Category: Independent Film

+

Last Night in Rozzie: Independent hit a solid double

One of Hill Country Film Festival’s greatest success stories makes its theatrical debut this weekend. Last Night in Rozzie, directed by Sean Gannet from a screenplay by Ryan McDonough, won both the Cinema Dulce (Best of Fest) and Best Feature Film award at the 12th annual festival this summer and will open in limited release on the big screen as well as premium video on … Read More Last Night in Rozzie: Independent hit a solid double

+

No Sudden Move: A crime thriller for Steven

Steven Soderbergh makes movies with only one audience in mind: Steven Soderbergh. The filmmaker behind classics like Erin Brockovich, the Ocean’s Eleven trilogy and Traffic is well into a point in his career where he has a clear vision for what he wants to do, can do it quickly and loves to experiment with the visual form as his own personal art project.  It’s … Read More No Sudden Move: A crime thriller for Steven

+

12 Mighty Orphans: Feel-good fumble

Inspirational sports films have practically become a tradition on par with events like the World Series, Super Bowl or Kentucky Derby. Without fail, it’s expected – almost demanded – that there will be one every year. Texas director Ty Roberts has brought audiences an emotional drama based on a true story from his home state, putting viewers on the sidelines with an underdog football … Read More 12 Mighty Orphans: Feel-good fumble

+

All These Sons: Tribeca At Home review

Gun violence is senseless. Nowhere in the United States is it more prevalent than Chicago, where more people are shot and killed than in New York City and Los Angeles combined. For filmmakers Joshua Altman and Bing Liu’s latest documentary All These Sons, approaching the sensitive subject meant dealing with the trauma and emotional scars that linger long after bullet wounds have healed. Their … Read More All These Sons: Tribeca At Home review

+

Minari: Struggling toward the American dream

There’s something simple, yet elegant about director Lee Isaac Chung’s latest feature, a semi-autobiographical tale base on his childhood growing up in America’s heartland. The story is ordinary – and the cinema understated in large part – but there’s an ethereal quality to his film that opens with a young boy running in an empty field of green and never truly stops flowing in … Read More Minari: Struggling toward the American dream

+

Nomadland: Perspectives from the road

Few casual moviegoers will find Chloé Zhao’s latest directorial effort to be their absolute favorite film of the year, but even fewer can reasonably argue that it may be among the very best. A haunting yet powerful portrait of a hidden life across the heartland, Nomadland finds some of the best of America wandering across the country in search of boundless freedom and of … Read More Nomadland: Perspectives from the road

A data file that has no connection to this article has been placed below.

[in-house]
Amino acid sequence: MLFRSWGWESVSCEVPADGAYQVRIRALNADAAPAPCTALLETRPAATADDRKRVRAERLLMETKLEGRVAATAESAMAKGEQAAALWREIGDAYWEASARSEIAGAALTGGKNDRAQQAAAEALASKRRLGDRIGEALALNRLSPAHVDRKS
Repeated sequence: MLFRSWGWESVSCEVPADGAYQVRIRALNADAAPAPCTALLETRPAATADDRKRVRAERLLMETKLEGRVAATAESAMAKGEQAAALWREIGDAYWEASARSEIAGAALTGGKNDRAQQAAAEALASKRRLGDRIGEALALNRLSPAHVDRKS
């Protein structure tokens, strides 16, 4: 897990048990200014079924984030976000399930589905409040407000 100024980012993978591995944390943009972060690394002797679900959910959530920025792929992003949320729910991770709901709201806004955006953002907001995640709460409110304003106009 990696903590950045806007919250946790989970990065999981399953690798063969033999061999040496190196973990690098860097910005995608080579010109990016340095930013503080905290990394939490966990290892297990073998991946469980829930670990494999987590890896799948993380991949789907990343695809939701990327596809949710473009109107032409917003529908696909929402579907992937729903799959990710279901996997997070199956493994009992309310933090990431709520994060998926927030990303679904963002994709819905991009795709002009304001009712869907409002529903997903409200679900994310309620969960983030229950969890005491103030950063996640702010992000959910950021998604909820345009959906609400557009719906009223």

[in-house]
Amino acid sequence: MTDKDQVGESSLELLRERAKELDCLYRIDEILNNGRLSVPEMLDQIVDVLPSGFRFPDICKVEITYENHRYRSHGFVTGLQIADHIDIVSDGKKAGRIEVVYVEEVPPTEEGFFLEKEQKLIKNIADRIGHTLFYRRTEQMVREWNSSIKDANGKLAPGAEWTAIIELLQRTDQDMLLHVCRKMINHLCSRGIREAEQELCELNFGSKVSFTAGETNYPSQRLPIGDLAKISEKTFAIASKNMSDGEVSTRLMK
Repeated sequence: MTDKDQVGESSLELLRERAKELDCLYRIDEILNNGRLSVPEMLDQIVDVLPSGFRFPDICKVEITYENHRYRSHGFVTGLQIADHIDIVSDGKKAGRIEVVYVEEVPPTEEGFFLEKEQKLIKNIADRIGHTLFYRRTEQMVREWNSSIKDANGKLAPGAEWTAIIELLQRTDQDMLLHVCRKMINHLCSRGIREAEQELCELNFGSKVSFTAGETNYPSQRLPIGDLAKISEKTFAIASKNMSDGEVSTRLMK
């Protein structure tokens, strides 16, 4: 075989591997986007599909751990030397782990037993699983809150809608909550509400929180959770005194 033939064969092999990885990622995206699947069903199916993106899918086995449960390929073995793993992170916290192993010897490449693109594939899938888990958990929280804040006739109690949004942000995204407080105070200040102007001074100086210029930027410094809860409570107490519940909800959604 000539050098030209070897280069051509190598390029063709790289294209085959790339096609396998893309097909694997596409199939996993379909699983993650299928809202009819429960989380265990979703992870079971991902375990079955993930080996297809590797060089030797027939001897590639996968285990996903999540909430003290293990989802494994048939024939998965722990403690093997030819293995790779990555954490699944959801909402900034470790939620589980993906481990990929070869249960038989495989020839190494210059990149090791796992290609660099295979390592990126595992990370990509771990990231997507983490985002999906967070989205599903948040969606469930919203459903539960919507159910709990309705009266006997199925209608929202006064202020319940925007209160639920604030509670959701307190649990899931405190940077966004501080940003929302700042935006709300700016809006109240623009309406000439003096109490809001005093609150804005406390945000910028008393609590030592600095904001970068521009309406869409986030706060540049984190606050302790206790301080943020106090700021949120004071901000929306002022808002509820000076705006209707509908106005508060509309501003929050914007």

+

Land: Beautiful emptiness out there

Grief and tragedy have long been an overarching theme of independent dramas, especially those that find their way across major film festivals in search of studio buyers. But they’re also a fantastic way for first-time directors to plant their flag in the sand as an emerging filmmaker or actors to announce their arrival as a behind-the-scenes star. Golden Globe-winning actress Robin Wright – who … Read More Land: Beautiful emptiness out there

+

Promising Young Woman: The sweetest revenge

Once a year, a film comes along that cuts so deeply against the grain that its ingenuity and craftsmanship push movies forward for years to come. Amidst the backdrop of pandemic-led movie shortages, the stark contrast between the relatively mundane films of 2020 and writer/director Emerald Fennell’s debut feature, an instant hit when it debuted at last year’s Sundance Film Festival on its way … Read More Promising Young Woman: The sweetest revenge

Boys State: For the people, by the people

Over 1,200 high school boys gather annually in Austin to participate in a seven-day democratic experiment designed to test their mettle. A mock government program put on nationwide by the American Legion, Boys State challenges these young men to form their own political parties, hold primaries and eventually a statewide race for a variety of offices culminating in a gubernatorial election. Each iteration of … Read More Boys State: For the people, by the people

Tread: Mayhem in a small town

Granby, Colorado feels like the sort of small town you’d find in every state across America. Industrious, hardworking, the kind of place where neighbors know all the scuttlebutt within a few hours and there’s hardly a stranger because everyone is on a first name basis. The fact that the events depicted in director Paul Solet’s gripping documentary “Tread” could plausibly happen in any small … Read More Tread: Mayhem in a small town

Radioactive: Experimentation in biopic film

It’s unclear exactly why an avant-garde, cinematic biopic of the adult life of famed scientist Marie Curie was needed, but such is the world of film in 2020. Opting not for the sidesplitting, yet emotional dramedy that powered 2016’s “Hidden Figures,” the demure albeit strange film “Radioactive” from director Marjane Satrapi presents Curie in a traditional light before mixing her journey to multiple Nobel … Read More Radioactive: Experimentation in biopic film

Palm Springs: Hot film at the right time

It’s often said that a movie can feel of the moment, that it came out at exactly the right place and time for audiences to identify with and feel heard. “Palm Springs,” a small romantic comedy that debuted at this year’s Sundance Film Festival when things were normal, has a very “of the moment” vibe that no one – not even first-time director Max … Read More Palm Springs: Hot film at the right time